Don’t Mess with Texas: Governor Seeks to Consolidate Defunded Austin PD with State Police Force

By Stephen Owsinski

While the misguided anti-police mouthpieces keep barking to defund and abolish the police, critical-thinking pro-public safety brains are analyzing ways to circumvent neutering and/or shuttering law enforcement agencies.

It seems the credo “Don’t mess with Texas!” is alive and kicking…especially on the state level. Texas state governance is using forward-thinking concepts bolstered by legislative authority to adopt sizeable police departments whose necks are in line with the defund-the-police guillotine.

The Austin Police Department is one of the major cop shops facing significant slashes in budgetary funds, essentially not only crippling its police force of roughly 2,640 sworn cops but also endangering the roughly one million population it serves. Since National Police Association readers also possess critical-thinking brains, we are not going to re-explore how grand of a stupid idea “defunding” is…except to say it seems a myopic, emotion-based, knee-jerk mindset with stark consequences.

What’s on the Texas table to help overcome the “defund the police” push?

Texas Governor Greg Abbott and state capitol legislators are mulling over plans to maintain a healthy balance of cops without betraying public safety initiatives which would result from whittling police forces to mere shavings—a gargantuan disservice to any community’s citizens.

According to The Texas Tribune, Governor Abbott and lawmakers are in the process of architecting a blueprint whereby the Austin PD may be consolidated into the Texas Department of Public Safety. How’s that for pro-police fortitude and legitimate progressive thinking? If the city turns its back on public safety (which it has threatened), the state will pick up the ball and run with it. So be it!

Governor Abbott said the following: “This proposal for the state to take over the Austin Police Department is one strategy I’m looking at. We can’t let Austin’s defunding and disrespect for law enforcement endanger the public and invite chaos like in Portland and Seattle.” That is a winning statement retorting an ostensibly losing proposition.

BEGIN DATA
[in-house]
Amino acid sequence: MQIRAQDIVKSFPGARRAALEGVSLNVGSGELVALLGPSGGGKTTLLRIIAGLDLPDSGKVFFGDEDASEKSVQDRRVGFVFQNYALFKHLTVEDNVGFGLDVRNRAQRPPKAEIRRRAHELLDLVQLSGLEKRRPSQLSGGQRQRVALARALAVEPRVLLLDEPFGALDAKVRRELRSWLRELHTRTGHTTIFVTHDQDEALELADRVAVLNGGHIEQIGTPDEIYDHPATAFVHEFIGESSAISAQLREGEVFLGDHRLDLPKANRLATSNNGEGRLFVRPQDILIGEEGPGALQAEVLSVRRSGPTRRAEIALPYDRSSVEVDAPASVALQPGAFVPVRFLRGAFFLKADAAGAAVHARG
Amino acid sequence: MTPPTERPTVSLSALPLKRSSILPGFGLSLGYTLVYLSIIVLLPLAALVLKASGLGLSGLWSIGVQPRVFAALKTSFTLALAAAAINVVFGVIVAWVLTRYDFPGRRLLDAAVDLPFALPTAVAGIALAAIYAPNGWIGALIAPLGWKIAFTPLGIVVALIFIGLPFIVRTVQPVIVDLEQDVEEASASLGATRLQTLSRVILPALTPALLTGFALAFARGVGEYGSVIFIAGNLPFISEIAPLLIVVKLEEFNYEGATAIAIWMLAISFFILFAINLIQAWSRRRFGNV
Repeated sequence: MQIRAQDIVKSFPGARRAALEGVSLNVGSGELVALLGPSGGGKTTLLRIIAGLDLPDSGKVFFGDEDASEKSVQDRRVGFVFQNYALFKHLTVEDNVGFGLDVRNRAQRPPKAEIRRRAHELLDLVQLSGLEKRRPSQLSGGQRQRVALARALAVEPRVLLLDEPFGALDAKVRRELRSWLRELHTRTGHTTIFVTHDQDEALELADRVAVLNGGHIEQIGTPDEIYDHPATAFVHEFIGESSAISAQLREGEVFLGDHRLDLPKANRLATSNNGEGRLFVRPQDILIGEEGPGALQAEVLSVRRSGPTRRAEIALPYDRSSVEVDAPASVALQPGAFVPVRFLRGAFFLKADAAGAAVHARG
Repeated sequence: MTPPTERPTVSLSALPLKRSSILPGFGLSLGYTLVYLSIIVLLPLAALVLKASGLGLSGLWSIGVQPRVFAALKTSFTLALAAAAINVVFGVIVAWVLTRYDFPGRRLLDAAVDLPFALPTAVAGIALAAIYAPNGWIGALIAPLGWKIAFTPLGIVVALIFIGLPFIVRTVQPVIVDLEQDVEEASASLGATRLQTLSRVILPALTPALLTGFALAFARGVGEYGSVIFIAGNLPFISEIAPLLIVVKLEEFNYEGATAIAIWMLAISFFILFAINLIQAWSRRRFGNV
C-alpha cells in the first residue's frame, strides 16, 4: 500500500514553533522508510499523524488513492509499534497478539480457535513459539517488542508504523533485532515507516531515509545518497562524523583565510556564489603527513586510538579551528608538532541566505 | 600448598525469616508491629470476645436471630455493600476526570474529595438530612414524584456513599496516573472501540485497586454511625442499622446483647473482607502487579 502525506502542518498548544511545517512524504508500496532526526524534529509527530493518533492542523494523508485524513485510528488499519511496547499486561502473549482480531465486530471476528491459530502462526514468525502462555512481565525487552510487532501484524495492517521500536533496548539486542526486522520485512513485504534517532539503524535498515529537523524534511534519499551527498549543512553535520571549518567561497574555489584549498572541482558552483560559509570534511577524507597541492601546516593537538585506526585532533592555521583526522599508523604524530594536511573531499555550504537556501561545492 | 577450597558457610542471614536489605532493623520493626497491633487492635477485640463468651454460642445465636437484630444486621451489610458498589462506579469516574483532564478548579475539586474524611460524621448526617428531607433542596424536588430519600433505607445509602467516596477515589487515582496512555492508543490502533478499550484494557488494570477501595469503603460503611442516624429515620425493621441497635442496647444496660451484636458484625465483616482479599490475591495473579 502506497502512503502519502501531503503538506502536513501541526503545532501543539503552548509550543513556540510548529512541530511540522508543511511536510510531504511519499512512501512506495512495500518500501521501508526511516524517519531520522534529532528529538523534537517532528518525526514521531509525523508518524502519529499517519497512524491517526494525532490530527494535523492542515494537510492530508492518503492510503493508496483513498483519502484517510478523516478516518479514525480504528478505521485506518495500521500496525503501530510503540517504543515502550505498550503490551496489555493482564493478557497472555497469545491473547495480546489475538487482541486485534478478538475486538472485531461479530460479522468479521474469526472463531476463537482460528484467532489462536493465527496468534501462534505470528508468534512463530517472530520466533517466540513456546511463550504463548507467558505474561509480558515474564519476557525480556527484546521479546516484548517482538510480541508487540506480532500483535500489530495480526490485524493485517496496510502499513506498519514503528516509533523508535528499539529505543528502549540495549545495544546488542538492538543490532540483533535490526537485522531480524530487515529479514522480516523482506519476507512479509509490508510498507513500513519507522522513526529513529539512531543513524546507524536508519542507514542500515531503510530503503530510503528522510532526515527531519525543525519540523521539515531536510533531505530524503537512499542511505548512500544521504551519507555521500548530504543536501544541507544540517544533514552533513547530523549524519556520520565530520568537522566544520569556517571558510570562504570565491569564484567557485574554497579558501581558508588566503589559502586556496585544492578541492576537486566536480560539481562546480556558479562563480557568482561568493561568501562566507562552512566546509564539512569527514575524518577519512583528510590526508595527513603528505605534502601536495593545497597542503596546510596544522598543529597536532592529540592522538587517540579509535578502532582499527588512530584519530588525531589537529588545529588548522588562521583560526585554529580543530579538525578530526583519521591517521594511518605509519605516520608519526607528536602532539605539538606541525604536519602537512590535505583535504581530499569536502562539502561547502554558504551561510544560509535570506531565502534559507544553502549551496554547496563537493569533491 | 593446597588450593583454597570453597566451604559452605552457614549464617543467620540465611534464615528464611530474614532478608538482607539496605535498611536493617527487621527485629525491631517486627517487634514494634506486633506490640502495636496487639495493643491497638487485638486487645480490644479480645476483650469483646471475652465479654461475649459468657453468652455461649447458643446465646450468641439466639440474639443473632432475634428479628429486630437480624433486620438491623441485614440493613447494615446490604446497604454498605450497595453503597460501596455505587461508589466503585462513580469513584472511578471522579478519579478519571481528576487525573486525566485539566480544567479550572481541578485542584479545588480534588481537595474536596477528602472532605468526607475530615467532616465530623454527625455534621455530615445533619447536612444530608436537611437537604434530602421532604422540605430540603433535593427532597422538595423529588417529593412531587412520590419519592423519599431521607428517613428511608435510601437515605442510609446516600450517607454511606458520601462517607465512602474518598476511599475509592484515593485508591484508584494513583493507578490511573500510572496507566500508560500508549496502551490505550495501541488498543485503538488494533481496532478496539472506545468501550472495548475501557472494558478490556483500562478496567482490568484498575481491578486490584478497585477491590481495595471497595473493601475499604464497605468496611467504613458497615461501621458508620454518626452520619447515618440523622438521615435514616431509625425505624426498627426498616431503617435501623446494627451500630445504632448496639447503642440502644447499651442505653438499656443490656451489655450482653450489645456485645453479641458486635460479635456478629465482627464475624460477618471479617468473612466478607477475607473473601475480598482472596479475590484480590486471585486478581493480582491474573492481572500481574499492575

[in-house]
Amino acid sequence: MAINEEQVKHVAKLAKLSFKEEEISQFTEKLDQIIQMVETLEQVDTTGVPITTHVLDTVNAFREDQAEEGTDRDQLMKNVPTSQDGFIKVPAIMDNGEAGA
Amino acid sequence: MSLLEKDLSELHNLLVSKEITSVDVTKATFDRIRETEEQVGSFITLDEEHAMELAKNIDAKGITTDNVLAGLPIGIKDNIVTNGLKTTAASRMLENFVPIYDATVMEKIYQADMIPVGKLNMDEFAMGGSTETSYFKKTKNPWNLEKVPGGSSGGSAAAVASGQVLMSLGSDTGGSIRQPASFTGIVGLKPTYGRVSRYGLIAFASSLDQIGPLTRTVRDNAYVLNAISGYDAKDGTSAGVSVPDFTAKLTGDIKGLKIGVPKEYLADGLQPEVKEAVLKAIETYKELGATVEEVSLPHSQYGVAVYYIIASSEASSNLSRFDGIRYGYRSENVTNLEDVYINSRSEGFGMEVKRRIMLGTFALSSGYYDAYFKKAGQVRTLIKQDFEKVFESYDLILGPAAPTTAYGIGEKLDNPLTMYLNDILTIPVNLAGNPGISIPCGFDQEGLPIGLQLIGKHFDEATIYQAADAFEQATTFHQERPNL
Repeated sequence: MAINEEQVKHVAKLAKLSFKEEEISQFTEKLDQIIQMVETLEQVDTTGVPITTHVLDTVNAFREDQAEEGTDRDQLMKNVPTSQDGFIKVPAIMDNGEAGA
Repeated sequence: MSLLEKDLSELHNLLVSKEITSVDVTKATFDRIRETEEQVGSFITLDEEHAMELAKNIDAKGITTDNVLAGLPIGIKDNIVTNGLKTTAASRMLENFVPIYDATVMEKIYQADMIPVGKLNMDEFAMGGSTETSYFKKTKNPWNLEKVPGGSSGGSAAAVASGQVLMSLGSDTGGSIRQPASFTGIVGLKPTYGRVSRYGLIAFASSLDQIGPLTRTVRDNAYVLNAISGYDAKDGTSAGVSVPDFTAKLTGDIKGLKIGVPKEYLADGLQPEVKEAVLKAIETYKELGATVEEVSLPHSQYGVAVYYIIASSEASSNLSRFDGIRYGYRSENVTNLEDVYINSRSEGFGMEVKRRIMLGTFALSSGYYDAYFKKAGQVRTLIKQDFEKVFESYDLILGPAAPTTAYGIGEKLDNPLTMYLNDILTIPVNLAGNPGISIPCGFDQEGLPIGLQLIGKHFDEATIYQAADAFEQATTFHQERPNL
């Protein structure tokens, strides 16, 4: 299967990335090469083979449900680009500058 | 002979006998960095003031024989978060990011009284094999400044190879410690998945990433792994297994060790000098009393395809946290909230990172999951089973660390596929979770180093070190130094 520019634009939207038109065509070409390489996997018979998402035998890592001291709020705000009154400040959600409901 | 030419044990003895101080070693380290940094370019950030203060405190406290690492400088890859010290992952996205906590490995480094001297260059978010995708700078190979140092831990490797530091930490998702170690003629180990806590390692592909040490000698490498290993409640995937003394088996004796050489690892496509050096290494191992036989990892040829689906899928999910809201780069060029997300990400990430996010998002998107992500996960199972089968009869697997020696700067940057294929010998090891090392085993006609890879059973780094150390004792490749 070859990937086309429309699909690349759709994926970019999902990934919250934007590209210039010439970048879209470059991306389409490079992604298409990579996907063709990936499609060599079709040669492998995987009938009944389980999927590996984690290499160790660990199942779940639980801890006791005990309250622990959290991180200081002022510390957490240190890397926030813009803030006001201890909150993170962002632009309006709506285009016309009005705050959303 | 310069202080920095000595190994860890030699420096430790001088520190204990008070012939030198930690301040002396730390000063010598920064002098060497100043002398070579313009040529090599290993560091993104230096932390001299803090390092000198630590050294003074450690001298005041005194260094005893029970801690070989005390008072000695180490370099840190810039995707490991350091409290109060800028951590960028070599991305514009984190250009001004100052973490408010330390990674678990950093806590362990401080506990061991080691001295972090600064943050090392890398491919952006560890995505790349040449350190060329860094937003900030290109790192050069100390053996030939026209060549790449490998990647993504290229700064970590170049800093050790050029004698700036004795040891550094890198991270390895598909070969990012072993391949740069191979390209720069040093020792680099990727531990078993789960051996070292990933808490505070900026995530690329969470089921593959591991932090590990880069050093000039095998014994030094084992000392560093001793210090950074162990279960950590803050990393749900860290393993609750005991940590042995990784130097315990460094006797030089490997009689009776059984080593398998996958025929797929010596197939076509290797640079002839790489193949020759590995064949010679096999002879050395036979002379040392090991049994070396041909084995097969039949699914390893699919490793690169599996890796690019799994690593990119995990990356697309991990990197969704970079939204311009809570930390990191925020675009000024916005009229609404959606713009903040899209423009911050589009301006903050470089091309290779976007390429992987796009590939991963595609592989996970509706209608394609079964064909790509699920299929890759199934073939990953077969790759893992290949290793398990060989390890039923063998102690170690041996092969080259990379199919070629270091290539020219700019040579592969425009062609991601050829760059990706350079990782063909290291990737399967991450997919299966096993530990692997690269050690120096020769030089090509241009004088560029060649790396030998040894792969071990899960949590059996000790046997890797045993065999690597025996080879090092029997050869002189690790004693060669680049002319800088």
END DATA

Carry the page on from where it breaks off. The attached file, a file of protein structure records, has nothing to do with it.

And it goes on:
The policing business is a societal necessity rife with complexity—I believe we can all agree on these factors. It takes mature minds to manifest what the public is promised constitutionally: Sanctity of life. But not everyone plays fairly, and varying levels of governance hold stakes in the “life, liberty, and pursuit of happiness” principles.

Just as the federal government allocates financial aid to states, states also divvy funds to lower-level governments such as counties and cities (like Austin).

Governor Abbott’s tentative plan is to essentially use funds he would ordinarily dole out to sustain Austin’s public safety costs and, instead, use those dollars to incorporate the Austin police force into his state Department of Public Safety (swearing them in as state troopers, which also gives them statewide jurisdictional scope). Since law enforcement training is equivalent statewide, all he’d need to do is switch out Austin PD shoulder patches for Texas DPS patches, issue each LEO state badges and ID, equip them with state-owned weaponry, and assign DPS cruisers after the swearing in ceremony.

Albeit rare, some law enforcement entities are absorbed by others, usually a small municipality merged into the larger county sheriff’s office. Another example is a “county police” department assuming a town police force.